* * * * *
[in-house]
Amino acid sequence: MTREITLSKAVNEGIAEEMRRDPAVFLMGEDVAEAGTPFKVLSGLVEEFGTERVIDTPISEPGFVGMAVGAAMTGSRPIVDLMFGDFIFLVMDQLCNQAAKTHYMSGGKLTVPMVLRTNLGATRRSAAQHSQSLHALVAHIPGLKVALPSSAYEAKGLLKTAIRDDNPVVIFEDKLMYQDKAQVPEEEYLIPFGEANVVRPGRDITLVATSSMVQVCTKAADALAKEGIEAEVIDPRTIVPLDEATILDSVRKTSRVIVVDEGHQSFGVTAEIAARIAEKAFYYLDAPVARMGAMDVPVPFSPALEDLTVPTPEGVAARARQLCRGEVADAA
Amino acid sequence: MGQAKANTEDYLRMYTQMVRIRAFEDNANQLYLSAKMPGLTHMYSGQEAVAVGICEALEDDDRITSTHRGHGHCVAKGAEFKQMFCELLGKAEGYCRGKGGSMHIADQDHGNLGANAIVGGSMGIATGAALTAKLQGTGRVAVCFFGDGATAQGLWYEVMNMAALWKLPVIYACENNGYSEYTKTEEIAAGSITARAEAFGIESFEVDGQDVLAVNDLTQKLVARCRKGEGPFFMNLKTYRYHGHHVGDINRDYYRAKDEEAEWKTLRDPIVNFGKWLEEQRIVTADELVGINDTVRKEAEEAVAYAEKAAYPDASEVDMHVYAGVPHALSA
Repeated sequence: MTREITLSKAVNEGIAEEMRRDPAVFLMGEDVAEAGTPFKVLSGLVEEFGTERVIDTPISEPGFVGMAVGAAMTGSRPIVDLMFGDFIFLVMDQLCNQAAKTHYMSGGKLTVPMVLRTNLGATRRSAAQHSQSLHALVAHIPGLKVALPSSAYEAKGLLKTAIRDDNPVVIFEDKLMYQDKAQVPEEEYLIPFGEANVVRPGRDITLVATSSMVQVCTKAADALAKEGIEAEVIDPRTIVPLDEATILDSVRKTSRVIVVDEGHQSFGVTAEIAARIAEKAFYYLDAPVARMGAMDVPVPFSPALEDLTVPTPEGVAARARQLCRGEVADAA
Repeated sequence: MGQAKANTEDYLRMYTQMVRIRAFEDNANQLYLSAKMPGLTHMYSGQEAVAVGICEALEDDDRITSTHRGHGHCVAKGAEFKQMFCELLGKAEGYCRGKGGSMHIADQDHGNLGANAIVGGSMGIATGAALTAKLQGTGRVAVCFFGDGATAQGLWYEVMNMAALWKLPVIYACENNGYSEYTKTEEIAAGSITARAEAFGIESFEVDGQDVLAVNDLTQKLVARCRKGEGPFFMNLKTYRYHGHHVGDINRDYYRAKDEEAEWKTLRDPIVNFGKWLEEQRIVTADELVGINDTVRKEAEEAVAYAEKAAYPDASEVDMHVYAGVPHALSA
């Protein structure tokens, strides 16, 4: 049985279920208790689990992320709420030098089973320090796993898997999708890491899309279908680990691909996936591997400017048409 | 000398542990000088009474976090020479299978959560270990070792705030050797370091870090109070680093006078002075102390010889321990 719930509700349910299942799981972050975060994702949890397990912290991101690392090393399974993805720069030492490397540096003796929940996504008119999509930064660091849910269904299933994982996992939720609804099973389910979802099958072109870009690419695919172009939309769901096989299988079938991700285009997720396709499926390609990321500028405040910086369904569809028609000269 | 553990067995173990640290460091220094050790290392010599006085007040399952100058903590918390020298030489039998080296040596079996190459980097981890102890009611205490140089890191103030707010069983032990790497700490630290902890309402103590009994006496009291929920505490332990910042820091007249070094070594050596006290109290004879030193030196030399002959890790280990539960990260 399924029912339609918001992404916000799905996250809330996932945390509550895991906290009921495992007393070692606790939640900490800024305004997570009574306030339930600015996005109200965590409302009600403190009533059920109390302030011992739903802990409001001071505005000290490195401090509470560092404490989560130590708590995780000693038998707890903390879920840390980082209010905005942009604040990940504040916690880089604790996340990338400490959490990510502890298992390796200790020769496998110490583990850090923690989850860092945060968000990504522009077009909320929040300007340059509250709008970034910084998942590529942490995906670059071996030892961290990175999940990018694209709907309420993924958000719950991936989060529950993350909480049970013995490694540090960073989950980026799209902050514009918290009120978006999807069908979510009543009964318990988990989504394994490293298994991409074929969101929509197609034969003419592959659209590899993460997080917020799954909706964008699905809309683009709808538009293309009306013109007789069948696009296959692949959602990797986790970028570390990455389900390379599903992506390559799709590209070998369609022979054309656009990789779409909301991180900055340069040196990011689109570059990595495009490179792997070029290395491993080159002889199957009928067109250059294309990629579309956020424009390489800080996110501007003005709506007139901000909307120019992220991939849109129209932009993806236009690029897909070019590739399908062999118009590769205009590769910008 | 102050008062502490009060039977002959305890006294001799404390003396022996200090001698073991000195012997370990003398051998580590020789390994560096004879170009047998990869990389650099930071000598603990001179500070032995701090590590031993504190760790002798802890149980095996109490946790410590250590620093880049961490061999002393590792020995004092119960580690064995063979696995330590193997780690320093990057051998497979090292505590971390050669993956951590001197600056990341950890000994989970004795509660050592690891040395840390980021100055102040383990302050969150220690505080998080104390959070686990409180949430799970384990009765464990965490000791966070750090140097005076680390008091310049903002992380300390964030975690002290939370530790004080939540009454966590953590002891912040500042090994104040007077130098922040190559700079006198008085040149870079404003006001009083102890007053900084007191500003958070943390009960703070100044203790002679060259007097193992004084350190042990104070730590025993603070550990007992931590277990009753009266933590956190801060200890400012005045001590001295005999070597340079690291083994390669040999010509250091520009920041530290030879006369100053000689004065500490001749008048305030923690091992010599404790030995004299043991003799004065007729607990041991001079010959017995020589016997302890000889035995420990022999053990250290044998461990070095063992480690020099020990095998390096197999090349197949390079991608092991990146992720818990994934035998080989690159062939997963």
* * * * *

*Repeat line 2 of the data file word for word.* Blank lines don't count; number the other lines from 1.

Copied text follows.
Amino acid sequence: MTREITLSKAVNEGIAEEMRRDPAVFLMGEDVAEAGTPFKVLSGLVEEFGTERVIDTPISEPGFVGMAVGAAMTGSRPIVDLMFGDFIFLVMDQLCNQAAKTHYMSGGKLTVPMVLRTNLGATRRSAAQHSQSLHALVAHIPGLKVALPSSAYEAKGLLKTAIRDDNPVVIFEDKLMYQDKAQVPEEEYLIPFGEANVVRPGRDITLVATSSMVQVCTKAADALAKEGIEAEVIDPRTIVPLDEATILDSVRKTSRVIVVDEGHQSFGVTAEIAARIAEKAFYYLDAPVARMGAMDVPVPFSPALEDLTVPTPEGVAARARQLCRGEVADAA